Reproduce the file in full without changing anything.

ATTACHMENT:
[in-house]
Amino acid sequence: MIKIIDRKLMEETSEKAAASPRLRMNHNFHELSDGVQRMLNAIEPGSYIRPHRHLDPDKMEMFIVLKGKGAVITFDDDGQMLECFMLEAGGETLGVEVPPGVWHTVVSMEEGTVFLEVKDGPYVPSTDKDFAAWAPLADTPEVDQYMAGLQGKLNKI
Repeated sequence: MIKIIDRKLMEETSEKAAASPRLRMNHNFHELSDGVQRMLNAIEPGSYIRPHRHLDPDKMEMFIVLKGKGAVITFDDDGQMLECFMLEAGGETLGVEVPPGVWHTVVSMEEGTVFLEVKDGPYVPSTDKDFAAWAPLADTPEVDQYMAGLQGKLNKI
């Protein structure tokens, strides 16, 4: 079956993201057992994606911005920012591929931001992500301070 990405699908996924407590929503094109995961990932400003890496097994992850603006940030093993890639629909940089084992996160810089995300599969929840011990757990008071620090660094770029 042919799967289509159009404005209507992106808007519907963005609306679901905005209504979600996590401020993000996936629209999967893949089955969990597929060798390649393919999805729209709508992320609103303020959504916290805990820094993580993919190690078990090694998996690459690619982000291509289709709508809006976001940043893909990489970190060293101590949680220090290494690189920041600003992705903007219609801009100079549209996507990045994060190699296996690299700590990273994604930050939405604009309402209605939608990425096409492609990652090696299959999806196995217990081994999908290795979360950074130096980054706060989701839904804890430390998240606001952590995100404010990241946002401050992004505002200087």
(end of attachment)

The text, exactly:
[in-house]
Amino acid sequence: MIKIIDRKLMEETSEKAAASPRLRMNHNFHELSDGVQRMLNAIEPGSYIRPHRHLDPDKMEMFIVLKGKGAVITFDDDGQMLECFMLEAGGETLGVEVPPGVWHTVVSMEEGTVFLEVKDGPYVPSTDKDFAAWAPLADTPEVDQYMAGLQGKLNKI
Repeated sequence: MIKIIDRKLMEETSEKAAASPRLRMNHNFHELSDGVQRMLNAIEPGSYIRPHRHLDPDKMEMFIVLKGKGAVITFDDDGQMLECFMLEAGGETLGVEVPPGVWHTVVSMEEGTVFLEVKDGPYVPSTDKDFAAWAPLADTPEVDQYMAGLQGKLNKI
């Protein structure tokens, strides 16, 4: 079956993201057992994606911005920012591929931001992500301070 990405699908996924407590929503094109995961990932400003890496097994992850603006940030093993890639629909940089084992996160810089995300599969929840011990757990008071620090660094770029 042919799967289509159009404005209507992106808007519907963005609306679901905005209504979600996590401020993000996936629209999967893949089955969990597929060798390649393919999805729209709508992320609103303020959504916290805990820094993580993919190690078990090694998996690459690619982000291509289709709508809006976001940043893909990489970190060293101590949680220090290494690189920041600003992705903007219609801009100079549209996507990045994060190699296996690299700590990273994604930050939405604009309402209605939608990425096409492609990652090696299959999806196995217990081994999908290795979360950074130096980054706060989701839904804890430390998240606001952590995100404010990241946002401050992004505002200087």